This shift affected their ecological cycles insofar as their practice of leaving land fallow for a few years was abandoned. Cambodian farmers also readily switched to only cultivating cashew to strategize efficiency. Rice, their staple, was now purchased instead; it was cheaper for them to do so. As farmers moved away from cultivating their staple, they had to strongly (or only) rely on the income generated from cashew cultivation. This switch to cashew cultivation as their preferred livelihood strategy also meant moving away from a largely self-sufficient village economy to a dependent and globally integrated market economy, now subject to commodity price fluctuations. Through such dynamics, labor regimes in the frontier become tightly knit to the precarity of a commodity and the prices with which it is associated.

Frontiers, accordingly, are an outcome of capitalist desire, characterized by precarity, erosion, and dependency. They are not just imagined spaces that are inherently divisive in spatial terms but are imbued with busy activities. In the anthropology of work, frontiers present themselves as a key space of active speculation and future-making.


Borras Jr., Saturnino M., Ruth Hall, Ian Scoones, Ben White, and Wendy Wolford. 2011. “Towards a better understanding of global land grabbing: an editorial introduction.” The Journal of Peasant Studies 38, no. 2 (March): 209–16.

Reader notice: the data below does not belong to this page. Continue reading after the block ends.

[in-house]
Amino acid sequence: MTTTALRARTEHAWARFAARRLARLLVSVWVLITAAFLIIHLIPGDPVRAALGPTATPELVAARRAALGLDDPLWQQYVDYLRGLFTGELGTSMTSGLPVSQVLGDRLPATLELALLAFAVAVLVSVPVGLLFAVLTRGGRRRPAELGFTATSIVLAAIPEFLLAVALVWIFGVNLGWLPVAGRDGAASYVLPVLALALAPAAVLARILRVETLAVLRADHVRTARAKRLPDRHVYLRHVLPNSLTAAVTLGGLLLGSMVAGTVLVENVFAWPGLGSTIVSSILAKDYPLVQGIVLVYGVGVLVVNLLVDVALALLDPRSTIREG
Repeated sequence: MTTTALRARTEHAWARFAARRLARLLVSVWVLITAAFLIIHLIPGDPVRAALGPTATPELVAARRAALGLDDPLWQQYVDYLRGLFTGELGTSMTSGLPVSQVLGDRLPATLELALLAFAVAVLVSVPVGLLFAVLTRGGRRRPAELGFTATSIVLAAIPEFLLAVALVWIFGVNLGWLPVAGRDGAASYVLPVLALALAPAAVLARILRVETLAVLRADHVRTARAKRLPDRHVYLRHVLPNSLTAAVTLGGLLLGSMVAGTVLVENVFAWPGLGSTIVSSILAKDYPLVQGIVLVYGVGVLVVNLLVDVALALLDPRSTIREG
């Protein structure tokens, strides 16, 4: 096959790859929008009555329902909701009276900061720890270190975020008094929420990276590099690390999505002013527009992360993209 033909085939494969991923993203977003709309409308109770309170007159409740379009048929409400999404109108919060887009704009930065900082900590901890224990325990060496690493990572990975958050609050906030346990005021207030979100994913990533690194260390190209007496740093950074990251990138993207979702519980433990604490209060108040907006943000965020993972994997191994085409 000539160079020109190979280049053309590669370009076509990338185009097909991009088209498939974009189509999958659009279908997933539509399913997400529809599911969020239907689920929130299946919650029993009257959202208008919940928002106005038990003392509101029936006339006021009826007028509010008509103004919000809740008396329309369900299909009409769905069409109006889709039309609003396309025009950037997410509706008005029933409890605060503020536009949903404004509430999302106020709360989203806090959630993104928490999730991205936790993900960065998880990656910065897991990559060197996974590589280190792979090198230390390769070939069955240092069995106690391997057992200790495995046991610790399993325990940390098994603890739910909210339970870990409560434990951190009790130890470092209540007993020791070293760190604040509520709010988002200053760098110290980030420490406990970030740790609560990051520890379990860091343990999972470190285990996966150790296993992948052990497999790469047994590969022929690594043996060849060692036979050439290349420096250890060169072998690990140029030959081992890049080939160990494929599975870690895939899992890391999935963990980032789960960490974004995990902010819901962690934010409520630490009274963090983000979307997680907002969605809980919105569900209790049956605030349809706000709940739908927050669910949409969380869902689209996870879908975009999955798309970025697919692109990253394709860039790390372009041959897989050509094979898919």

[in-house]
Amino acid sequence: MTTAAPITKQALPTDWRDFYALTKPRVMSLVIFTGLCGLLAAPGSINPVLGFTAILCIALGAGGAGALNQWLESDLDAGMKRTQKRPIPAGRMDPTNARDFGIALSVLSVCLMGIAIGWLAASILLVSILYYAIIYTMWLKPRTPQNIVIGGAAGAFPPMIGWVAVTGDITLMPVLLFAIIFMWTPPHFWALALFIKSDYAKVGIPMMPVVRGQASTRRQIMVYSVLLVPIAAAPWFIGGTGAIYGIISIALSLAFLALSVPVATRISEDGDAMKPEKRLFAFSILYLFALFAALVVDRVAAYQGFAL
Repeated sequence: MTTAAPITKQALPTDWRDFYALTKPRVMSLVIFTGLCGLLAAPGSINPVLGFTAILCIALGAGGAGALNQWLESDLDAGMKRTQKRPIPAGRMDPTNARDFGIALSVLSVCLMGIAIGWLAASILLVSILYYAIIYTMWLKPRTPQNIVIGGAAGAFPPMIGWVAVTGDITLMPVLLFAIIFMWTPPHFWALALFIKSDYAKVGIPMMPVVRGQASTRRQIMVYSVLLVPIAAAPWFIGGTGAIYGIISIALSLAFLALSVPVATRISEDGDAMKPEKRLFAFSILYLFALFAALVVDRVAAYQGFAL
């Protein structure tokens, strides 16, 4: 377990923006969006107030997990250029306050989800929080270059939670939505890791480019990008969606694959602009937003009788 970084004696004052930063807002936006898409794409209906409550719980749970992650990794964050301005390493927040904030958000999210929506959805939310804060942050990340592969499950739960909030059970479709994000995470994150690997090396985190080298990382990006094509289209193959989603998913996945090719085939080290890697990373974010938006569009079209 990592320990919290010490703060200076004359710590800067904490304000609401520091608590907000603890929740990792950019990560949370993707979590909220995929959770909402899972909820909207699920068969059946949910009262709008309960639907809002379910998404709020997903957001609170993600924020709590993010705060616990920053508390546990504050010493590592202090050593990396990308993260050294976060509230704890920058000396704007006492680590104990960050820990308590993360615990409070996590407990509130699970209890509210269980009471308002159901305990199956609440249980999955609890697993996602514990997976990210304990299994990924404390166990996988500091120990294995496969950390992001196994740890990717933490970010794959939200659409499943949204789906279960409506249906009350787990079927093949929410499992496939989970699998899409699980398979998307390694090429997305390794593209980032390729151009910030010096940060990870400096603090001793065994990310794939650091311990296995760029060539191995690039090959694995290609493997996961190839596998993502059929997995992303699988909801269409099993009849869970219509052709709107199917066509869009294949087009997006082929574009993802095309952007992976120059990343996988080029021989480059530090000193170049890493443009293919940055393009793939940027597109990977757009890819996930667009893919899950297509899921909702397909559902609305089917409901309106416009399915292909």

Cederlöf, Gunnel. 2014. Founding an Empire on India’s North-Eastern Frontiers, 1790-1840: Climate, Commerce, Polity. New Delhi: Oxford University Press.

Holdich, Thomas Hungerford. 1916. Political Frontiers and Boundary Making. London: Macmillan Company.

Li, Tania Murray. 2014. Land’s End: Capitalist Relations on an Indigenous Frontier. Durham and London: Duke University Press.

Padwe, Jonathan. 2011. “Cashews, Cash and Capitalism in Northeast Cambodia.” In Cambodia’s Economic Transformation, edited by Caroline Hughes and Kheang Un, 123-53. Copenhagen: NIAS Press.

Tsing, Anna Lowenhaupt. 2003. “Natural resources and capitalist frontiers.” Economic and Political Weekly 38, no. 48 (Nov. 29–Dec. 5): 5100–06.

Watts, Michael J. 2018. “Frontiers: Authority, Precarity, and Insurgency at the Edge of the State.” World Development 101 (January): 477–88.

Author Biography

Roderick Wijunamai is a PhD student in the Department of Anthropology at Cornell University.